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S E R M. tures. While we regard the work of the y_ y**,__, Lord, we are also to consider the never ceasing operation os his hands. We are to look up to an awful and irresistible Providence, stretching its arm over our heads; directing the fate of men, and dispensing at its pleasure happiness or misery. In the giddy moments of jollity, the wanton and thoughtless are apt to fay: "Let us eat and drink, for "to-morrow we die. Nothing is bet"ter for man, than to rejoice as much "as he can all the days of his vain life; "and to keep himself undisturbed by ** superstitious terrors. He who sit** teth in the heavens bestows no mi"nute attention on the sons of earth. "He permits all things to come alike to "all; one event to happen to the righte"ous and to the wicked."—Be assured, my brethren, it is not so. You greatly deceive yourselves, by imagining that your Creator and Governor is indifferent to the part you are now acting; or that the distribution of good and evil, which now takes place, has no
relation to your moral conduct. InSERM. some instances, that relation may not ^^L^j be apparent, because the moral government of God is not completed in this world. But a multitude of proofs show government to be already begun; and point out to you the train in which you may expect it to proceed.
In the history of all ages and nations, you cannot but have observed athousand instances, in which_ the operations of the divine hand has been displayed; overtaking evil doers sooner or later with punishment, and bringing on their own heads the ruin they had devised for others. You are not to imagine that this displeasure of Providence is exerted only against the ambitious, the treacherous, and the cruel, who are the authors of extensive misery to the world. Under this idea, perhaps, you may be desirous to shelter yourselves, that your excesses are of a harmless kind; that you seek nothing more than the enjoyment of your own pleasures; that your feast and your wine interfere not with the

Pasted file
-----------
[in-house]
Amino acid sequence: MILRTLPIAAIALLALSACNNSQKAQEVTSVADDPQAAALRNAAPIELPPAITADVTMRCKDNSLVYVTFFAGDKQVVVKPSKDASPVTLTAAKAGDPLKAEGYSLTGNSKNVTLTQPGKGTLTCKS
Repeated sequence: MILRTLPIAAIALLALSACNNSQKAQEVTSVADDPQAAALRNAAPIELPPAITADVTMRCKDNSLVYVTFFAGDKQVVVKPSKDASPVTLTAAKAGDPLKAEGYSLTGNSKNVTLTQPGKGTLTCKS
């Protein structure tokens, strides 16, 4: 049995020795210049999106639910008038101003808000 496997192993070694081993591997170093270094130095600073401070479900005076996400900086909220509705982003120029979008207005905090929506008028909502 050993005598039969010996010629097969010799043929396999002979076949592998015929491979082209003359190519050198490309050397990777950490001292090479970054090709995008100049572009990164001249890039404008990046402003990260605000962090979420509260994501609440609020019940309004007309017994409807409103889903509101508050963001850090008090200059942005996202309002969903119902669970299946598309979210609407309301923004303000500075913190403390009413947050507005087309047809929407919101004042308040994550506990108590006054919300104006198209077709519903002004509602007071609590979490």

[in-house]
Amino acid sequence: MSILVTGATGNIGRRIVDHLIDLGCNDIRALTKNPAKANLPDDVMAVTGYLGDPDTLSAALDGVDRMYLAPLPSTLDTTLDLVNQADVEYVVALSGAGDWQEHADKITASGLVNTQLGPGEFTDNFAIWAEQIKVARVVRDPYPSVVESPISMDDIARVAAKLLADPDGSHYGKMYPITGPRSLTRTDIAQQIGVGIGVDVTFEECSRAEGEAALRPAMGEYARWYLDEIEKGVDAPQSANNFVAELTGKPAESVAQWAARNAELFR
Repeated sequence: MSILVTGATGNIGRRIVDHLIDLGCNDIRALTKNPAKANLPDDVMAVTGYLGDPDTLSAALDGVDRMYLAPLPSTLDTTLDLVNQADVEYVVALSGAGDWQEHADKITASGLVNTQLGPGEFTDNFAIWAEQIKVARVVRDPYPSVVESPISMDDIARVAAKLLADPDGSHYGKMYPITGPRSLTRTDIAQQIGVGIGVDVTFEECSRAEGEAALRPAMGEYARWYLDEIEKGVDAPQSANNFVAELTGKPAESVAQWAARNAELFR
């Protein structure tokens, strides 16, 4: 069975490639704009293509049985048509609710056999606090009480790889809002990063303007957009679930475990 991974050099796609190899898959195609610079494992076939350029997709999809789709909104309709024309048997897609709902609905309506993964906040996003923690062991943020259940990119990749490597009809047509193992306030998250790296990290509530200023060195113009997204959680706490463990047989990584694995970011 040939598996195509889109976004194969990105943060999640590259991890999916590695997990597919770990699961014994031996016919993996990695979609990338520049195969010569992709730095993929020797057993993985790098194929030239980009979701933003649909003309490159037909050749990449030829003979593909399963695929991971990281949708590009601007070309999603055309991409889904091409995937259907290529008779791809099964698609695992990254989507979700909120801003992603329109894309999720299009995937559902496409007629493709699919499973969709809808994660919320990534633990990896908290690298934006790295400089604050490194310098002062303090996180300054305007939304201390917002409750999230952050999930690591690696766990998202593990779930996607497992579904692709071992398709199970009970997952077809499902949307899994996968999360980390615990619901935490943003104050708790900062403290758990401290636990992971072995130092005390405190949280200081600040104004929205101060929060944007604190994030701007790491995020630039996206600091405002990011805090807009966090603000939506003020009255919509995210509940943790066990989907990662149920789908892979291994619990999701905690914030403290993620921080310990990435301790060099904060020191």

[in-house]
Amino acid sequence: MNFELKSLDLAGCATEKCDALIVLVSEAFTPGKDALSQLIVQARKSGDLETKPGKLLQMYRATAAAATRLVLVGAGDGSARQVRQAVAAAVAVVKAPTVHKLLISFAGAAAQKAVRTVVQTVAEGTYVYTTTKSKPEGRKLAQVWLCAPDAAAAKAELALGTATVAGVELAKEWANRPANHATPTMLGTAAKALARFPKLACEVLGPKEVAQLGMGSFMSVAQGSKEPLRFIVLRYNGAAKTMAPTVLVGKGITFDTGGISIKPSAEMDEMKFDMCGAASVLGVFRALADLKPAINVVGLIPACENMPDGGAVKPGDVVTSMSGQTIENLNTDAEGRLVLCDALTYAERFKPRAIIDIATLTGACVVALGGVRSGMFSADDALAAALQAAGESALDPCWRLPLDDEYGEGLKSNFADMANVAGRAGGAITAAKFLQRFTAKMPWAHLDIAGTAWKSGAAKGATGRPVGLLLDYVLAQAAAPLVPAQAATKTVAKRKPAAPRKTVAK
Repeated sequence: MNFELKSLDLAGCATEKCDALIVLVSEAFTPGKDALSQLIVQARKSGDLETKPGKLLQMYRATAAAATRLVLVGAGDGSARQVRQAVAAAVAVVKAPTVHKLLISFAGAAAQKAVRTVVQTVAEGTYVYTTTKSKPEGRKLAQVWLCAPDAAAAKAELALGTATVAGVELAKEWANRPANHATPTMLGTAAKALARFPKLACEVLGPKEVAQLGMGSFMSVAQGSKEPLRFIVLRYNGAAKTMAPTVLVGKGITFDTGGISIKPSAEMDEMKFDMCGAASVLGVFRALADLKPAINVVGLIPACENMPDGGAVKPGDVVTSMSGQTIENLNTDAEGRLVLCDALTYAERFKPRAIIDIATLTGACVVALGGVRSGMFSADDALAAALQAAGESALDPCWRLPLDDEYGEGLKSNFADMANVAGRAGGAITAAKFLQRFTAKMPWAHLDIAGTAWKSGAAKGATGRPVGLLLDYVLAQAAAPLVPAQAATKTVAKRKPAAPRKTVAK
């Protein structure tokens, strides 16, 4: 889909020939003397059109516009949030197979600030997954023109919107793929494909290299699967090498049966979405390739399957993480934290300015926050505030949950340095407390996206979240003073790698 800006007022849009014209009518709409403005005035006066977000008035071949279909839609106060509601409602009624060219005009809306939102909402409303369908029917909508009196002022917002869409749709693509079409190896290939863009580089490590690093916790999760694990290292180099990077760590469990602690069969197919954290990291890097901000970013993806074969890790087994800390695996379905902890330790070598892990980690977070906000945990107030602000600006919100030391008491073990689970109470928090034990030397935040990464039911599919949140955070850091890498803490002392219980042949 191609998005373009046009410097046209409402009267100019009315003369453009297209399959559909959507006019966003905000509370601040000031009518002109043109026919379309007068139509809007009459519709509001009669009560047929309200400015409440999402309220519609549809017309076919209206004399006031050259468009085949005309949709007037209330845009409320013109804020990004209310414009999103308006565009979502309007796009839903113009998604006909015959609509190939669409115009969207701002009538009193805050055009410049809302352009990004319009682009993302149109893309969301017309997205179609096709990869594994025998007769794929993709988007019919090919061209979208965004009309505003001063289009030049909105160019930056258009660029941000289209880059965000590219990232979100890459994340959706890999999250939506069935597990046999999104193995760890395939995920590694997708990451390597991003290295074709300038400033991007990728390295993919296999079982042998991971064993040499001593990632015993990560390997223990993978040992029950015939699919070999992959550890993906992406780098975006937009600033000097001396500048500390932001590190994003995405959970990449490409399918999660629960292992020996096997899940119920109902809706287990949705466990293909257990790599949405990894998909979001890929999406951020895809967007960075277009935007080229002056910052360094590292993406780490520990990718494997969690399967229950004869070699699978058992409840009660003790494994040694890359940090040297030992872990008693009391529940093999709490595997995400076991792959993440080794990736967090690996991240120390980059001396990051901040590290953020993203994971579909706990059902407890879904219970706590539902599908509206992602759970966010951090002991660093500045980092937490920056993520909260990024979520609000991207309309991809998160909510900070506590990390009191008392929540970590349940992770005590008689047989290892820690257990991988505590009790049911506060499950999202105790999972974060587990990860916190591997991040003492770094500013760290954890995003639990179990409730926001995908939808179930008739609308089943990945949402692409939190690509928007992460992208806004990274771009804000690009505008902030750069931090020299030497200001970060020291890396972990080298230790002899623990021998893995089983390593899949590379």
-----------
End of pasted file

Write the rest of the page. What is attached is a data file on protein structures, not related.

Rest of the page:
S E R M. order of the world; and that therefore
\^^^mJ you have done nothing which should awaken the sleeping thunder, and bring it down from heaven on your heads. Though not stained with the blackest colours of guilt, your conduct may nevertheless be highly offensive to the Ruler of the world. His government is not of that indolent inattentive kind, which allows impunity to every lesser criminal. He beholds with displeasure the behaviour of those who degrade their nature by vitious disorders; and contaminate, by their example, every society with which they are connected. His measures are taken, that in one way. or other, they shall suffer.
Look around the circle of your acquaintance, and observe, whether they are not the sober, the industrious, and the virtuous, who visibly prosper in the world, and rise into reputation and influence; observe whether the licentious and intemperate are not constantly humbled and
checked by some dark reverse either in 3 E R M. their health or their fortune; whether u^l^ the irreligious and profligate are ever suffered to escape long, without being marked with infamy, and becoming ob.? jects of contempt.—I ask, to what cause this is to be ascribed, but to that opera* tion of the hand of God, which I am now calling you to consider? Does it not obvi.i oufly carry the marks of a plan, a system of things, contrived and fore-ordaihedby Providence, for rewarding virtue, and punishing vice in every form of its disorders?—^.The Governor of the world need not for this purpose step from his throne, of put forth his hand from the clouds k With admirable wisdom he hath so or* dered the train of human affairs, that, in their natural course, men's own wickedt ness Jhall reprove them, and their backjlidings correSt them; that they jhall be made to eat the fruit of their doings, and to fall into the pit which themselves had digged. Vol. IV, I . These
Serm. These things have been always so apJO^j parent to observation, that though a man may have heen seduced into irregular and evil courses during his life, yet, at the close of it, it seldom happens but he discerns their pernicious nature, and condemns himself for them. Never, perhaps, was there a father, who, after he had spent his days in idleness, dissipation, and luxury, did not, when dying, admonish the children whom he loved, to hold a more honourable course, to follow the paths of virtue, to fear God, and to fulfil properly the duties of their station.—To yourselves, indeed, I can confidently appeal, whether what I am now saying, be i not confirmed by your own testimony. After you have been guilty of some criminal acts, in the course of those riotous pleasures which you indulge, have you not, at certain times, felt the stings of remorse? Were you not obliged to confess to yourselves that a fad prospect of misery was opening before you, if such excesses were to continue? Did you not